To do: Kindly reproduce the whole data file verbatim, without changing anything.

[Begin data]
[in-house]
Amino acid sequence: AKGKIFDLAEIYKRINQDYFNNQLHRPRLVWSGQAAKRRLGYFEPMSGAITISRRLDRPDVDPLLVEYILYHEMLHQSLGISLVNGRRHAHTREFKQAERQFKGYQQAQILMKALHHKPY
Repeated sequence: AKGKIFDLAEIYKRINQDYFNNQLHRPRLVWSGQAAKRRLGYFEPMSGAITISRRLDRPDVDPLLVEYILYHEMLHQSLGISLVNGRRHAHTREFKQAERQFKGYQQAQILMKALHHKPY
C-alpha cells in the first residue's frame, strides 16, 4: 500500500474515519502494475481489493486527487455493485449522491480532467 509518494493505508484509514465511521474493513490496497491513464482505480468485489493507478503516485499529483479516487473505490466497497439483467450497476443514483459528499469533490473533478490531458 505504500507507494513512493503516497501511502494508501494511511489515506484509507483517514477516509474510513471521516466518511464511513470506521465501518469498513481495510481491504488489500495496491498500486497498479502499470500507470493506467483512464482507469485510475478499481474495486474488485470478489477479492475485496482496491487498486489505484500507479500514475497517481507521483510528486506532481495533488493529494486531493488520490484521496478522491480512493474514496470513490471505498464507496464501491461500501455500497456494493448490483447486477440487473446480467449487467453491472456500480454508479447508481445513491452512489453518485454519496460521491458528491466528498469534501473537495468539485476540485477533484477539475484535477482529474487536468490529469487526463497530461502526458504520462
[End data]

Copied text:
[in-house]
Amino acid sequence: AKGKIFDLAEIYKRINQDYFNNQLHRPRLVWSGQAAKRRLGYFEPMSGAITISRRLDRPDVDPLLVEYILYHEMLHQSLGISLVNGRRHAHTREFKQAERQFKGYQQAQILMKALHHKPY
Repeated sequence: AKGKIFDLAEIYKRINQDYFNNQLHRPRLVWSGQAAKRRLGYFEPMSGAITISRRLDRPDVDPLLVEYILYHEMLHQSLGISLVNGRRHAHTREFKQAERQFKGYQQAQILMKALHHKPY
C-alpha cells in the first residue's frame, strides 16, 4: 500500500474515519502494475481489493486527487455493485449522491480532467 509518494493505508484509514465511521474493513490496497491513464482505480468485489493507478503516485499529483479516487473505490466497497439483467450497476443514483459528499469533490473533478490531458 505504500507507494513512493503516497501511502494508501494511511489515506484509507483517514477516509474510513471521516466518511464511513470506521465501518469498513481495510481491504488489500495496491498500486497498479502499470500507470493506467483512464482507469485510475478499481474495486474488485470478489477479492475485496482496491487498486489505484500507479500514475497517481507521483510528486506532481495533488493529494486531493488520490484521496478522491480512493474514496470513490471505498464507496464501491461500501455500497456494493448490483447486477440487473446480467449487467453491472456500480454508479447508481445513491452512489453518485454519496460521491458528491466528498469534501473537495468539485476540485477533484477539475484535477482529474487536468490529469487526463497530461502526458504520462